Jack: It’s an amazing feeling and I didn’t think I would ever have the opportunity to have that feeling again, and definitely experience it in a different way. I think it just makes you realise how lucky we were to have been a part of people’s lives, and that those people are still out there. I’m a music fan myself, so when I say it, “it seems pretty obvious mate you love music”, but really I think you don’t want to take it for granted because there’s a lot of music out there and it’s easy to possibly get lost in it all. I think we were fortunate by the virtue of the time we came out and we just struck a chord and I’m so excited about playing with my mates again. Going out and doing these songs it’s something I feel very fortunate that I’m able to do again and that it’s worked out that everyone’s available and everyone wants to do it. With the exception of Phil, he’s not doing it but everyone else is doing it. So it’s very exciting for me and to be out playing these songs with my band over the last year and just seeing the response has really made me quite nostalgic.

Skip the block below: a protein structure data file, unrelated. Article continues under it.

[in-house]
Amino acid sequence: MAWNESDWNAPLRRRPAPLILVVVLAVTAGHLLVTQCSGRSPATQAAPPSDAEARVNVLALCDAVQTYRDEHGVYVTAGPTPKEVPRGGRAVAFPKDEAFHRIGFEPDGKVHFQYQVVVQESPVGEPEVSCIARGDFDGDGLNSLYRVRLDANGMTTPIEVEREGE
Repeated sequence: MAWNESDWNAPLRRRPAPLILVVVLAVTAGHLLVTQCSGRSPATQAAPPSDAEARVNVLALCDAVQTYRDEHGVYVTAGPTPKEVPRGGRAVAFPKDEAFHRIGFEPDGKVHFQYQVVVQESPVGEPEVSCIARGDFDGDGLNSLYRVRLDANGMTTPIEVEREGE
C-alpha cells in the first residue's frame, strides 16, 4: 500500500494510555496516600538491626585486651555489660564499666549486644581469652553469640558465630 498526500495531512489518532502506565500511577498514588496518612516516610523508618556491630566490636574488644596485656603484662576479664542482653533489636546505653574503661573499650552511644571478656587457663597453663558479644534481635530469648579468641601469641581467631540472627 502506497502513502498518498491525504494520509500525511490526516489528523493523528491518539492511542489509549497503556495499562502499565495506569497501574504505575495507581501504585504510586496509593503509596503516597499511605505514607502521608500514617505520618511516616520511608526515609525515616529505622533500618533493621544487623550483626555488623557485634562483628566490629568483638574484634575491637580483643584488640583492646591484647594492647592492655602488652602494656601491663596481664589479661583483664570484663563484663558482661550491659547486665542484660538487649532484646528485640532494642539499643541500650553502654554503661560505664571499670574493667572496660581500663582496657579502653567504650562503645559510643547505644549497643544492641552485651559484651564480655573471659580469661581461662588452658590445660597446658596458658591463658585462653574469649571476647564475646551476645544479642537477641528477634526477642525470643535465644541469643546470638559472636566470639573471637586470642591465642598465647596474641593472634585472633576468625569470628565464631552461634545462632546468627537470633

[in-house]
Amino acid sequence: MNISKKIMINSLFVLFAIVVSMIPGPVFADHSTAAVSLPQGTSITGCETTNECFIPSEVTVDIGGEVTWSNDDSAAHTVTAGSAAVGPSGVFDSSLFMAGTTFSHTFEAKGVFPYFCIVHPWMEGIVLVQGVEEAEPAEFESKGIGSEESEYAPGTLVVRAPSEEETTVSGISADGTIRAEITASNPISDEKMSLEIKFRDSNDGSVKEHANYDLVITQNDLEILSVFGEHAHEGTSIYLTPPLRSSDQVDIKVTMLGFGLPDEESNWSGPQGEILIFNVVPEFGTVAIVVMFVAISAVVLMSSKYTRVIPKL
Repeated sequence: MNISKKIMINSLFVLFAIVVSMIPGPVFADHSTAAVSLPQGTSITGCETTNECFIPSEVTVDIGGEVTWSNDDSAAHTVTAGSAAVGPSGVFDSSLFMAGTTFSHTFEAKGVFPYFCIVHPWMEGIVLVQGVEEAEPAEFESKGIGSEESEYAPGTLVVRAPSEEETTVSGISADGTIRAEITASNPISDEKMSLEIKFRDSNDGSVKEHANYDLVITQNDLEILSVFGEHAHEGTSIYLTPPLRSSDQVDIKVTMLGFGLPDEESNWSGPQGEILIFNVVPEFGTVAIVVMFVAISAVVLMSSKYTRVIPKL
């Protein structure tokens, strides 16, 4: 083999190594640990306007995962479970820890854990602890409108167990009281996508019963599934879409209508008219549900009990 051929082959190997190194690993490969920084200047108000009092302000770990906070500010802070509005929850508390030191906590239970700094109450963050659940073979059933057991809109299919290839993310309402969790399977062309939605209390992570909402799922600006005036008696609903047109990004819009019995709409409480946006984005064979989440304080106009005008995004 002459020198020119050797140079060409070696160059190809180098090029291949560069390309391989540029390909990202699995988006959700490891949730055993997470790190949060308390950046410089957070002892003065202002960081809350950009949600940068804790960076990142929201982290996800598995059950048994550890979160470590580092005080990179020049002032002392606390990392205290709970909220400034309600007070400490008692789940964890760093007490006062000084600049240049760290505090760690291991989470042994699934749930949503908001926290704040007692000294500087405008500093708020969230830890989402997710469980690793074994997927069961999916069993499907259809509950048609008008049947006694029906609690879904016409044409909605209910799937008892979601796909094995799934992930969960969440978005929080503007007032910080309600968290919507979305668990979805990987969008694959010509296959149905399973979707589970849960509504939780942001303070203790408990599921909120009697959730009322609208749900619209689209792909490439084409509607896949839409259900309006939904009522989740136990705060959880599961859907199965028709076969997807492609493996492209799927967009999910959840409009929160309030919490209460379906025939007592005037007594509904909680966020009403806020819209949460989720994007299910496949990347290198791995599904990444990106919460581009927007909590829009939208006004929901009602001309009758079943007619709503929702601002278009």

Simone: Yeah yeah I actually went along to your solo gig at The Publican. 

Jack: Oh you would have seen me quite emotional at that gig. I was crying at that show! 

Simone: Yes you did. I actually, so sorry, recorded that and put that on social media! 

Jack: Amazing! Thank you I’m glad. 

Simone: But you did actually share it. 

Jack: Ohhhh that was your clip! That was your clip! 

Simone: Yes that was me! 

Jack: Fantastic. Amazing. 

Simone: For me, even as you were saying, being a music fan, and seeing someone that you’ve followed their music for a while and coming back and playing, and as you saw with the reaction, just watching the whole crowd just all of a sudden just burst into song and join in it was amazing. It was really beautiful to see how touched you were by that and it was amazing. It was a lovely experience.